Mercedes driver Lewis Hamilton, foreground, of Britain, celebrates on the podium with second placed Mercedes driver Nico Rosberg, of Germany, after winning the Italian Formula One Grand Prix at the Monza racetrack, in Monza, Italy, Sunday, Sept. 7, 2014.
Antonio Calanni
September 08, 2014

MONZA, Italy (AP) Mercedes appeared to be amused over interpretations that team orders were behind Lewis Hamilton's pass of teammate and rival Nico Rosberg that set up his Italian Grand Prix win.

The Brackley, England-based team tweeted a picture Monday of flying pigs with the attached message: ''BREAKING NEWS: Dramatic scenes in the skies over Brackley as (hash)NR6 hands (hash)ItalianGP victory to (hash)F1 WDC rival (hash)LH44...''

The key moment in Sunday's race came on lap 29 of 53 as Hamilton had recovered from a poor start to pull up behind Rosberg.

Clearly feeling Hamilton's presence behind him, Rosberg braked hard and drove straight through the first chicane at the end of Monza's main straightaway, allowing Hamilton to easily pass him.

Mercedes executive director Toto Wolff denied that team orders were in place after F1 veteran Eddie Jordan approached him about it.

''I said to Eddie, `Only a paranoid mind could come up with such an idea. If it would have been our idea it would have been bloody well done,''' Wolff said. ''There's lots of pressure on Nico because Lewis was so quick.''

Rosberg made the same mistake earlier in the race when Hamilton was far behind him, providing further evidence that there were no team orders.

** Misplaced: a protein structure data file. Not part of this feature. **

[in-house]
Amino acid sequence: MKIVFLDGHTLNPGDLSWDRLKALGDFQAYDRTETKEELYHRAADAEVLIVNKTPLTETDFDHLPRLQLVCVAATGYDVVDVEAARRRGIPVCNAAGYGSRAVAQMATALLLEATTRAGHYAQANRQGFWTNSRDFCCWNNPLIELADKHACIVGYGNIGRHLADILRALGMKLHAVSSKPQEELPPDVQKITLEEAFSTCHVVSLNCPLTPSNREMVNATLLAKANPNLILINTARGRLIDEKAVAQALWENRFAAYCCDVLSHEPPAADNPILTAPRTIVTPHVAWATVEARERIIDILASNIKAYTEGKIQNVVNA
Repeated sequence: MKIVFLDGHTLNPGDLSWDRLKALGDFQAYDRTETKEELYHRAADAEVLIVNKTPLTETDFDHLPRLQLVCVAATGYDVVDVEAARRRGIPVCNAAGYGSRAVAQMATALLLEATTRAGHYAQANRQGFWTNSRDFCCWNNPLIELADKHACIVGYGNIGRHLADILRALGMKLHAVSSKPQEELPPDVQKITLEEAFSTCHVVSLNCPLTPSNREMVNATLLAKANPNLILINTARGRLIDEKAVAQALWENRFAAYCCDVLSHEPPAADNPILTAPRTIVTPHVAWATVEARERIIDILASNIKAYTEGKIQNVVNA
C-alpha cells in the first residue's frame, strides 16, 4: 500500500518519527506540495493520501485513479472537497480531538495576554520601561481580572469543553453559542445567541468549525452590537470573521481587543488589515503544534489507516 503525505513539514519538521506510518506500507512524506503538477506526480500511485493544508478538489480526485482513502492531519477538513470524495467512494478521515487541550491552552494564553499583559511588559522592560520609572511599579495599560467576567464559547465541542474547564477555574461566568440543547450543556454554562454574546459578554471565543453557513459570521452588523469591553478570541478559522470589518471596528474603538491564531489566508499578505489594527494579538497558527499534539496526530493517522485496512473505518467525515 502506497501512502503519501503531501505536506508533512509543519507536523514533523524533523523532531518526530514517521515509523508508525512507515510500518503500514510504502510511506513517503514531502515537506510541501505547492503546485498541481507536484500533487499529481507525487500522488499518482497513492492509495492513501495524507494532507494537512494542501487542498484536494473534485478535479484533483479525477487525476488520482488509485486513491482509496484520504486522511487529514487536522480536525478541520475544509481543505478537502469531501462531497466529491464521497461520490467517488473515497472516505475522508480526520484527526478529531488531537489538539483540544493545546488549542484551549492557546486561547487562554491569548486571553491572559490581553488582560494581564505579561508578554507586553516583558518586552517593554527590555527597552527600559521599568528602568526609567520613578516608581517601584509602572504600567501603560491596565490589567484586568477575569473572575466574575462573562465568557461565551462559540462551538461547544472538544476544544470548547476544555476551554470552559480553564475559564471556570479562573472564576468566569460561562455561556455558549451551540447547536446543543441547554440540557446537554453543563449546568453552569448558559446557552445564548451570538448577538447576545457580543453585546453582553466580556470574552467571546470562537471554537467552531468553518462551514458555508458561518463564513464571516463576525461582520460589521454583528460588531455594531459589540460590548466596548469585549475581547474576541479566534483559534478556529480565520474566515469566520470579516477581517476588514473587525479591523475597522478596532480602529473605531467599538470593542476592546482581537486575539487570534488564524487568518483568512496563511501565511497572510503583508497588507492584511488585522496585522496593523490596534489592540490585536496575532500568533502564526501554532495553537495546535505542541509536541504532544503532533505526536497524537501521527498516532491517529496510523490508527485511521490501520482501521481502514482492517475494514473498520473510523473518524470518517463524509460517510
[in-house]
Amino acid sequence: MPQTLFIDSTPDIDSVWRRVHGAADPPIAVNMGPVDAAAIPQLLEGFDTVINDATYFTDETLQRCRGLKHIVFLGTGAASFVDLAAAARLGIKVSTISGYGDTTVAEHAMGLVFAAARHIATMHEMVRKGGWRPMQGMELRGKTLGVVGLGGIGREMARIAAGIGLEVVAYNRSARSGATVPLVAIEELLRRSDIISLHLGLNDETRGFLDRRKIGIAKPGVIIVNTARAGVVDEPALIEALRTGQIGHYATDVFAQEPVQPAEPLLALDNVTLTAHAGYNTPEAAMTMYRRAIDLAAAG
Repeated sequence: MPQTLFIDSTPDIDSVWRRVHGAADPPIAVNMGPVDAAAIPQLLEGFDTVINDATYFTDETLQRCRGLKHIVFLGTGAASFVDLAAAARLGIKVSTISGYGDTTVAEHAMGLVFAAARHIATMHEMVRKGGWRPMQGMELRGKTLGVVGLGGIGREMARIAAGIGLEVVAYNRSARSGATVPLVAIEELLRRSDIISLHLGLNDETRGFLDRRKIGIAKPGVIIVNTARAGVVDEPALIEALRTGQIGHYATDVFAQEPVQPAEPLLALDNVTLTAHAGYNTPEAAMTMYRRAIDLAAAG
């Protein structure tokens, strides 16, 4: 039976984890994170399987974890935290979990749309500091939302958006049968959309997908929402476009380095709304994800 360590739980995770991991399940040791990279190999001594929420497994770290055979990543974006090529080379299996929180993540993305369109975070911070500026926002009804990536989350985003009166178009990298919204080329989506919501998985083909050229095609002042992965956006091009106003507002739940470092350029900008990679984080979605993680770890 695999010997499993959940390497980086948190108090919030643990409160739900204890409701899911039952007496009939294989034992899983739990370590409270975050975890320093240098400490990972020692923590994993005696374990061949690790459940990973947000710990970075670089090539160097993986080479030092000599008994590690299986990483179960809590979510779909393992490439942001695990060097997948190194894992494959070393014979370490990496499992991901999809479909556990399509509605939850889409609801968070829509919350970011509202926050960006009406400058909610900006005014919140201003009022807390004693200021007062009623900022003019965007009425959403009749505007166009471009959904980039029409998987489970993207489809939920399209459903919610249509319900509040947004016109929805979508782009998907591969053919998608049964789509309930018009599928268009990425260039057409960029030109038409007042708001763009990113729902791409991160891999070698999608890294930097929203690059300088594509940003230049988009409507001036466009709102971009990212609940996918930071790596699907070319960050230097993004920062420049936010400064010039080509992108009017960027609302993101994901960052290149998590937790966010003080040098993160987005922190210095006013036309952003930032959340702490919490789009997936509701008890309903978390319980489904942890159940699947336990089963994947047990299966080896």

''I just messed up and Lewis was quick so I had to step up my game and tried to get that little bit extra out of it and then messed up and locked up,'' Rosberg said in a video blog posted Monday.

''I could have made the corner but then the risk is so big that my front tire would be square from the lockup,'' the German driver added. ''So the safer way and the best way and only way was to just go straight on so I don't have to do another pit stop to change tires.''

Hamilton and Rosberg are locked in a tense duel for the title.

At the Belgian GP two weeks earlier, Rosberg finished second after crashing into Hamilton early and sending his teammate out of the incident-packed race - resulting in disciplinary measures from Mercedes and a reportedly hefty fine for Rosberg.

Rosberg's championship lead was cut to 22 points with six races remaining and the Singapore GP up next in two weeks.

''All in all it's not a disaster,'' Rosberg said.

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